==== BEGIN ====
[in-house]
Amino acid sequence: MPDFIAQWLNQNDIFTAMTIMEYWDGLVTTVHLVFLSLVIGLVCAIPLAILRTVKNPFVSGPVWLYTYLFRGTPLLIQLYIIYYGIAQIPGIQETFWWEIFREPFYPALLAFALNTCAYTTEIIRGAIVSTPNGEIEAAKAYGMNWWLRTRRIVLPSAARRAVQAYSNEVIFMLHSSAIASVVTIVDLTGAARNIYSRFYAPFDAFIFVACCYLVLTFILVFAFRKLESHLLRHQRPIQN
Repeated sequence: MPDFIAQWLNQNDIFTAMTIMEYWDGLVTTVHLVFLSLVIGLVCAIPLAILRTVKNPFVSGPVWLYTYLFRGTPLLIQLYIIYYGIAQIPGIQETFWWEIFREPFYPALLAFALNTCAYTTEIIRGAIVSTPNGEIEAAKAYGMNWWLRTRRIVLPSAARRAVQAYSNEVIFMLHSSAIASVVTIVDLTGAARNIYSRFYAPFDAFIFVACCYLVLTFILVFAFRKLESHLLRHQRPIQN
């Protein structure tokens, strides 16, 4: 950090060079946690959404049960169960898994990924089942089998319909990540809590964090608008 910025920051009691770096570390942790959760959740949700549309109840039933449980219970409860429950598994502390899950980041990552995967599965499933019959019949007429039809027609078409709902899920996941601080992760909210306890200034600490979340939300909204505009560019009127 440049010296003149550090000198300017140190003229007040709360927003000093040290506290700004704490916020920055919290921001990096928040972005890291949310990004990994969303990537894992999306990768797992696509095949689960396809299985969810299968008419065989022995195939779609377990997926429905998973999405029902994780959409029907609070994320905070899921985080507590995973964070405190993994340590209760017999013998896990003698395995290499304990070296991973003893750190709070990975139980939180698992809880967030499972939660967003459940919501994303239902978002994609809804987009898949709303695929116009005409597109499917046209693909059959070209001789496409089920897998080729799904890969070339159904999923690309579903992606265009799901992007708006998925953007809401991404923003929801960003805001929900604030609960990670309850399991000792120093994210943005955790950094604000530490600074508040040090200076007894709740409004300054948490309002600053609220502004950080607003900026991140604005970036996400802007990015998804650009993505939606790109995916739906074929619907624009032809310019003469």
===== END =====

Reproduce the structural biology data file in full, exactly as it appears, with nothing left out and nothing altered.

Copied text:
[in-house]
Amino acid sequence: MPDFIAQWLNQNDIFTAMTIMEYWDGLVTTVHLVFLSLVIGLVCAIPLAILRTVKNPFVSGPVWLYTYLFRGTPLLIQLYIIYYGIAQIPGIQETFWWEIFREPFYPALLAFALNTCAYTTEIIRGAIVSTPNGEIEAAKAYGMNWWLRTRRIVLPSAARRAVQAYSNEVIFMLHSSAIASVVTIVDLTGAARNIYSRFYAPFDAFIFVACCYLVLTFILVFAFRKLESHLLRHQRPIQN
Repeated sequence: MPDFIAQWLNQNDIFTAMTIMEYWDGLVTTVHLVFLSLVIGLVCAIPLAILRTVKNPFVSGPVWLYTYLFRGTPLLIQLYIIYYGIAQIPGIQETFWWEIFREPFYPALLAFALNTCAYTTEIIRGAIVSTPNGEIEAAKAYGMNWWLRTRRIVLPSAARRAVQAYSNEVIFMLHSSAIASVVTIVDLTGAARNIYSRFYAPFDAFIFVACCYLVLTFILVFAFRKLESHLLRHQRPIQN
């Protein structure tokens, strides 16, 4: 950090060079946690959404049960169960898994990924089942089998319909990540809590964090608008 910025920051009691770096570390942790959760959740949700549309109840039933449980219970409860429950598994502390899950980041990552995967599965499933019959019949007429039809027609078409709902899920996941601080992760909210306890200034600490979340939300909204505009560019009127 440049010296003149550090000198300017140190003229007040709360927003000093040290506290700004704490916020920055919290921001990096928040972005890291949310990004990994969303990537894992999306990768797992696509095949689960396809299985969810299968008419065989022995195939779609377990997926429905998973999405029902994780959409029907609070994320905070899921985080507590995973964070405190993994340590209760017999013998896990003698395995290499304990070296991973003893750190709070990975139980939180698992809880967030499972939660967003459940919501994303239902978002994609809804987009898949709303695929116009005409597109499917046209693909059959070209001789496409089920897998080729799904890969070339159904999923690309579903992606265009799901992007708006998925953007809401991404923003929801960003805001929900604030609960990670309850399991000792120093994210943005955790950094604000530490600074508040040090200076007894709740409004300054948490309002600053609220502004950080607003900026991140604005970036996400802007990015998804650009993505939606790109995916739906074929619907624009032809310019003469």